I'm forever grateful for my parents for everything

rashmi gowda
Posted October 24, 2017 from India
thank you mom & dad

I’m from a sweet four-member family in a small village near Tumkur, Karnataka. My dad’s a farmer, he also does self-employed work where he has to lift tons and tons of weight. He always fascinates me how much hard work he does. My mom is a high school government teacher. She never failed in taking care of house works, she works in the farm field with my dad and has been helping my dad in every way she can like a backbone. I always wonder how can they so much work unselfishly just to feed me three times a day. My dad’s hands are filled with callus. When my parents held my hands, their hands are so rough and hard-filled with bruises. When I was three years old we were so poor we didn’t even have one bag of rice at home. My parents didn’t even get help from their family or anywhere. When I asked my mom to give me at least one spoon of rice I won't ask for anything she cried a lot she asked neighbors for a cup of rice, she cooked it and fed me. That day my dad went to work to others place he didn’t return home the whole day and he works whole night, next day he brought home some rice. I studied well, so my teacher in that village asked my mom to send me to Bangalore for studies. Even though we were so poor, my parents sent me to my aunt’s place in Bangalore and took care of my studies and expenditures. For every festival, I had new dresses, but my parents wore the same old dresses. They visited me only once in a year and they never stayed with me more than a day. I used to make a fuss, I cried, I shouted over it, but I was not able to understand that how hard they were working day and night to pay for my school and expenses. Even today my dad goes to other places to work and he never returns for three to four days. He works all night and day. My mom never complains she works in her school and home too. I’m so happy that I was born to such a parent, I'm always thankful for them. Now I'm a BE graduate, I want to stay with my parents and compensate all those days I missed them, take care of them. I want to be a daughter they are and always will be proud of. But when parents can work hard for their offsprings and give so much unconditional love. Even a poor or rich parents never allow their kid's smile to never fade. Why we can’t take care of them in our adulthood? Why we never look for smiles on their face? We can never pay back for their love, can’t we at least take care of them forever. I wish for the day where there won't exist even a single old age home in the world.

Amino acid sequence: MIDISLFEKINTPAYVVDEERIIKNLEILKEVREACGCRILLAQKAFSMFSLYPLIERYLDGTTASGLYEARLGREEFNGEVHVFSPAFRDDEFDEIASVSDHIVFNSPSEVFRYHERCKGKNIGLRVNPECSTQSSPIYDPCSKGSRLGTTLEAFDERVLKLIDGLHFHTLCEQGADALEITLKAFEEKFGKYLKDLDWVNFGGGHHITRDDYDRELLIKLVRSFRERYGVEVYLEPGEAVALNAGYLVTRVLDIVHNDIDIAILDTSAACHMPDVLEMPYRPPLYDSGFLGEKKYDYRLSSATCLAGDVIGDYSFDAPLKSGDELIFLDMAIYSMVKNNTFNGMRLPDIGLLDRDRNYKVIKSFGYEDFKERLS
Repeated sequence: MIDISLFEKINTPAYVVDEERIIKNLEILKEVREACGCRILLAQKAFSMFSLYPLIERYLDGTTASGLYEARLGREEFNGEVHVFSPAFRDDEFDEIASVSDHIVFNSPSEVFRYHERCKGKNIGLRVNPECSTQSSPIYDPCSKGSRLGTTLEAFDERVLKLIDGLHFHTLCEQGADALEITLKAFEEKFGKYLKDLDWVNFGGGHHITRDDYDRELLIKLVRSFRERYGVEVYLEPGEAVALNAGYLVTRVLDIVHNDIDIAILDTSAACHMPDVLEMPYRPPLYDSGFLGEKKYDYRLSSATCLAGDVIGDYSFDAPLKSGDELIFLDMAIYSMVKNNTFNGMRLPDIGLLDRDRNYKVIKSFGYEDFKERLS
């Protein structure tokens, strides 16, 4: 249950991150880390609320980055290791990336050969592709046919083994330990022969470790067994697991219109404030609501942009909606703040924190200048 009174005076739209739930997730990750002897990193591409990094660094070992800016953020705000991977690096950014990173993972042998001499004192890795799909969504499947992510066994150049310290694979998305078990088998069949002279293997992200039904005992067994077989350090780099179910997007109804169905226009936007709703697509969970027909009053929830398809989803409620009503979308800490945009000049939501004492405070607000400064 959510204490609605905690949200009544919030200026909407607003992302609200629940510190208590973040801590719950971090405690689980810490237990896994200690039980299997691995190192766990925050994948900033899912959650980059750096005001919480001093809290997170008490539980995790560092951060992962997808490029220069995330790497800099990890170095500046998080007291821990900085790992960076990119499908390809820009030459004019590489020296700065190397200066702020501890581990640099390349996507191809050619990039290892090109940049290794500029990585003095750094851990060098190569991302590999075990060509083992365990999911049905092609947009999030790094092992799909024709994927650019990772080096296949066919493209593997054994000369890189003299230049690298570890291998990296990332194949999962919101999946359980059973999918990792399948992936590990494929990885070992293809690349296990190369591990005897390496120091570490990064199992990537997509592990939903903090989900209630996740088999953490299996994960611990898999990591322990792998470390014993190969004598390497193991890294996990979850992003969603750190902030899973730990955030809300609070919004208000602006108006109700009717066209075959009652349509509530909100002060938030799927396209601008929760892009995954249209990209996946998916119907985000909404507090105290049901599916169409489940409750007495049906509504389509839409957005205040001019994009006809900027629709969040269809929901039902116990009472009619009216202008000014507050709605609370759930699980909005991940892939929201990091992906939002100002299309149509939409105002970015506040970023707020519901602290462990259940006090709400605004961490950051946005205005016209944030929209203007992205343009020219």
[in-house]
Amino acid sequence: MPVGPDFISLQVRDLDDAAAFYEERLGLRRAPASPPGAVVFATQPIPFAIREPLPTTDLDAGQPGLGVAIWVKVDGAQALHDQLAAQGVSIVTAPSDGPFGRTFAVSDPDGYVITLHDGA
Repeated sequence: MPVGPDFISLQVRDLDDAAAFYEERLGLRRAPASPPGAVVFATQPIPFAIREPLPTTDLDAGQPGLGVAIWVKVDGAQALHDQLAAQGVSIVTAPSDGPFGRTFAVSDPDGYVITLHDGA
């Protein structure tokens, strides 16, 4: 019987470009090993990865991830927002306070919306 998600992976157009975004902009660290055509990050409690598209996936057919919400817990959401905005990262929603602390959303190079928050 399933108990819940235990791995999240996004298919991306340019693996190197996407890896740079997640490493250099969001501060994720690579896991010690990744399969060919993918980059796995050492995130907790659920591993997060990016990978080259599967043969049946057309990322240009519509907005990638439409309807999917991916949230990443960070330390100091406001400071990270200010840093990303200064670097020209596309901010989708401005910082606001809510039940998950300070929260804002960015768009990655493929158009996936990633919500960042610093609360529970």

Comments 3

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Jill Langhus
Oct 24, 2017
Oct 24, 2017

Hi Rashmi:-) Welcome to the World Pulse community:-) Thanks for sharing your sweet story of gratitude for your parents unconditional love, support and encouragement. You are so fortunate to have such loving parents who think the world of you and who would do anything for you. I'm looking forward to seeing more stories from you. FYI, there is a call for stories right now for this particular topic about being thankful, in case you are interested in submitting this story: https://www.worldpulse.com/en/voices-rising/story-awards/80218

Aditi Gupta
Oct 26, 2017
Oct 26, 2017

Rashmi--I cried reading your story. The image of your parents crying out of hopelessness for the shortage of rice and then their intense efforts to find some for you...the deep, unconditional love they give you is beautiful and very special. I am so proud of you for growing through life and going back to them. Their love will be memories you cherish for the rest of your life--you're on an amazing path to give back to them. Keep it up, I'm so excited for you and your relationship with them. 

maeann
Oct 26, 2017
Oct 26, 2017

Dear Rashmi.

Welcome to World Pulse.  Thank you for sharing your story about thanking your parents.  Our parents should be loved despite uncertainties. Yes, spending time with our parents is the best time we can give them as we grow old also.  Thank you and may you find the courage to continue sharing your stories.